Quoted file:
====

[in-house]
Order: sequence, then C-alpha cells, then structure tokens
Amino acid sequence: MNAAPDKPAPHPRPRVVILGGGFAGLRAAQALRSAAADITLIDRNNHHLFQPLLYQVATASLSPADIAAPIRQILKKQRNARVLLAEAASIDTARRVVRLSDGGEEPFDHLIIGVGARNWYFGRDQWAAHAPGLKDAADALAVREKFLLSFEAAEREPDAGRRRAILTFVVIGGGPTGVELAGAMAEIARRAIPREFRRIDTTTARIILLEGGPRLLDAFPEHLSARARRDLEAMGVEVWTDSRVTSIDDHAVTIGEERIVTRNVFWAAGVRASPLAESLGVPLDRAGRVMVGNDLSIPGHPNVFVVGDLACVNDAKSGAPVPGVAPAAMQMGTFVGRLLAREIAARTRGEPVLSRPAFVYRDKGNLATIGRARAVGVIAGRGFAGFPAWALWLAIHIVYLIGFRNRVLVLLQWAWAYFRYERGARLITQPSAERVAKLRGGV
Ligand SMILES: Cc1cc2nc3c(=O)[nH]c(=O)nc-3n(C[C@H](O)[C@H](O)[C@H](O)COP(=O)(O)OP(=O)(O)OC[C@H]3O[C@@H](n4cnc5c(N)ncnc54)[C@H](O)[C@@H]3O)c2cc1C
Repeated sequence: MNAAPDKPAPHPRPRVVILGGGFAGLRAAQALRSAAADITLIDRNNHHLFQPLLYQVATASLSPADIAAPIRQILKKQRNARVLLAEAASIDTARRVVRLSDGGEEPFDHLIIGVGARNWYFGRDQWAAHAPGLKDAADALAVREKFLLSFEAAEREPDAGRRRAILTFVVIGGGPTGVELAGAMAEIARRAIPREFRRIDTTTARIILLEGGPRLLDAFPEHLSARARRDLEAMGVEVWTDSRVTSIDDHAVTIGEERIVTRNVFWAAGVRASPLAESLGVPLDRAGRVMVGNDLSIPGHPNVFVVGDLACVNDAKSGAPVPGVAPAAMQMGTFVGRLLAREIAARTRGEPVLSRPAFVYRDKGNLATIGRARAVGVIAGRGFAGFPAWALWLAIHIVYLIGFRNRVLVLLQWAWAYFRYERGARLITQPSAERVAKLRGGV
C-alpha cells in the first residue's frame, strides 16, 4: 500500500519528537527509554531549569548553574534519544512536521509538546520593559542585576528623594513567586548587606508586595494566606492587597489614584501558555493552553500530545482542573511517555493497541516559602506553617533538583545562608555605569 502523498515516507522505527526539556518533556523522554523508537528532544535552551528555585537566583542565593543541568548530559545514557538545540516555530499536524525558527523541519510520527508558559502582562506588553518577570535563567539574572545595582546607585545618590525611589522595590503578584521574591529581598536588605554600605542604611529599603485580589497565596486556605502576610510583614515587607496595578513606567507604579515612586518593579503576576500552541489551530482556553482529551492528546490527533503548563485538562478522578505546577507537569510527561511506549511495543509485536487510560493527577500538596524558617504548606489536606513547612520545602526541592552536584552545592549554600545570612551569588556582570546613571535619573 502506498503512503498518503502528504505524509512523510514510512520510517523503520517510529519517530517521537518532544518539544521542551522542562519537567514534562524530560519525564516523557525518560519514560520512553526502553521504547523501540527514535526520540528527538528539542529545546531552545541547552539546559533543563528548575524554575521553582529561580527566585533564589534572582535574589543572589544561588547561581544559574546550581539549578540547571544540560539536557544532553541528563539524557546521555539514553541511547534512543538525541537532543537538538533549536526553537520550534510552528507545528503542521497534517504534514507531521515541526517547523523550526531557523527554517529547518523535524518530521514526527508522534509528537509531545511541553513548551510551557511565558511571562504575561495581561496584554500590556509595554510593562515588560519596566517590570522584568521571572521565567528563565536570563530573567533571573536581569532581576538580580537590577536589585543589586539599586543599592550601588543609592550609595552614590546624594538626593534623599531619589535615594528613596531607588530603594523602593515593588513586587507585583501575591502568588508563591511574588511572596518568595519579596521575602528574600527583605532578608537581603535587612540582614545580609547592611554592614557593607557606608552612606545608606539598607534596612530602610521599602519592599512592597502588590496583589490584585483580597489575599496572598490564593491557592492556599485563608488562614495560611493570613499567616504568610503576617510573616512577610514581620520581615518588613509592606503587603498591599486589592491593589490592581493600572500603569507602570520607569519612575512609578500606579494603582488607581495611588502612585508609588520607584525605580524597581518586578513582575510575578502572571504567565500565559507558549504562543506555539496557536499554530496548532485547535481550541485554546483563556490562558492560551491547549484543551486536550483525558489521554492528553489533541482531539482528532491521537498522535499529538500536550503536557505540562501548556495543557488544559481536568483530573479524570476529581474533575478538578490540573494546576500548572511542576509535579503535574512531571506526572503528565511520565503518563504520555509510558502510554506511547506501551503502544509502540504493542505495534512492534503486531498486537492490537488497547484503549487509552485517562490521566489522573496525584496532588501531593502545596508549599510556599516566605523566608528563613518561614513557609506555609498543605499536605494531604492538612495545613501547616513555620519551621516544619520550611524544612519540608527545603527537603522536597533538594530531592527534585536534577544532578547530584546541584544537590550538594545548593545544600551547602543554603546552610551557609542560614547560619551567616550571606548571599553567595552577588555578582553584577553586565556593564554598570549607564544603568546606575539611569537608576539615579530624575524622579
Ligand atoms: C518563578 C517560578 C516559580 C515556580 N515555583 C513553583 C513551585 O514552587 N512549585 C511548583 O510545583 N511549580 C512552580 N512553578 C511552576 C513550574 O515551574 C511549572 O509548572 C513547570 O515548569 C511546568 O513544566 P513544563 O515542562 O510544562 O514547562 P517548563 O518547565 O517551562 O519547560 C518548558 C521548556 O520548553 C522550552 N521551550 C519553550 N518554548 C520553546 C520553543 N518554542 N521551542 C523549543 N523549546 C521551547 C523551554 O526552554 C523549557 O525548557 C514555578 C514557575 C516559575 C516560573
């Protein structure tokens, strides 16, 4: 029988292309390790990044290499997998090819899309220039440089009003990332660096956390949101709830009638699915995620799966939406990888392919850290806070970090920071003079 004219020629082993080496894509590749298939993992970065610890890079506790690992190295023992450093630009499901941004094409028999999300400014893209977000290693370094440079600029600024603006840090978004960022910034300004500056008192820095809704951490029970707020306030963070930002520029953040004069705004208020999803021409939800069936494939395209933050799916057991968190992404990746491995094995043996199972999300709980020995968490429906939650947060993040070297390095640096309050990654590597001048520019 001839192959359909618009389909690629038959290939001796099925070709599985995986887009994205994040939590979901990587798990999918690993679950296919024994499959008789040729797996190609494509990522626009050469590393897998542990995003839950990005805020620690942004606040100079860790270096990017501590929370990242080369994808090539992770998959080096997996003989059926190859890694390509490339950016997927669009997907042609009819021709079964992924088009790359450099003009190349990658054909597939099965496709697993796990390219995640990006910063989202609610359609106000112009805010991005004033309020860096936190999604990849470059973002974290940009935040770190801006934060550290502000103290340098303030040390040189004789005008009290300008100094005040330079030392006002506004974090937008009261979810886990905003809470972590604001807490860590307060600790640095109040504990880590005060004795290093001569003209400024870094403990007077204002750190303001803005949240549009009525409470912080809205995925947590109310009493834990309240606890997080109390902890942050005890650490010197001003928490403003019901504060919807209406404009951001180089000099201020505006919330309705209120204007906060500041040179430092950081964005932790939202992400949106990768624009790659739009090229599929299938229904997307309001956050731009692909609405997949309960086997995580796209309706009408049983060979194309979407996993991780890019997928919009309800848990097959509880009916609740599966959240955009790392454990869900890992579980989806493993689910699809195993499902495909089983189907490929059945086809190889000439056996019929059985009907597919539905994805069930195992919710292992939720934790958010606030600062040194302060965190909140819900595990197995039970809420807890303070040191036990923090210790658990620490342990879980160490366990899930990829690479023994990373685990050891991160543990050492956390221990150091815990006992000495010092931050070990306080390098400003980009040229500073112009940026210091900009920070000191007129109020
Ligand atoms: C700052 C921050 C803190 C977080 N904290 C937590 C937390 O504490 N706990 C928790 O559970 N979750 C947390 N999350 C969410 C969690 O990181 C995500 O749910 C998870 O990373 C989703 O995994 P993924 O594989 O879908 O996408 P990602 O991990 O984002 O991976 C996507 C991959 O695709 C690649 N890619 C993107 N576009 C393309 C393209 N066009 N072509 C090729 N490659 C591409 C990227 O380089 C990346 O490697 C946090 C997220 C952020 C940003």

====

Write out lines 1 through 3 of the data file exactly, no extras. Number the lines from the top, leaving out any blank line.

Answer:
[in-house]
Order: sequence, then C-alpha cells, then structure tokens
Amino acid sequence: MNAAPDKPAPHPRPRVVILGGGFAGLRAAQALRSAAADITLIDRNNHHLFQPLLYQVATASLSPADIAAPIRQILKKQRNARVLLAEAASIDTARRVVRLSDGGEEPFDHLIIGVGARNWYFGRDQWAAHAPGLKDAADALAVREKFLLSFEAAEREPDAGRRRAILTFVVIGGGPTGVELAGAMAEIARRAIPREFRRIDTTTARIILLEGGPRLLDAFPEHLSARARRDLEAMGVEVWTDSRVTSIDDHAVTIGEERIVTRNVFWAAGVRASPLAESLGVPLDRAGRVMVGNDLSIPGHPNVFVVGDLACVNDAKSGAPVPGVAPAAMQMGTFVGRLLAREIAARTRGEPVLSRPAFVYRDKGNLATIGRARAVGVIAGRGFAGFPAWALWLAIHIVYLIGFRNRVLVLLQWAWAYFRYERGARLITQPSAERVAKLRGGV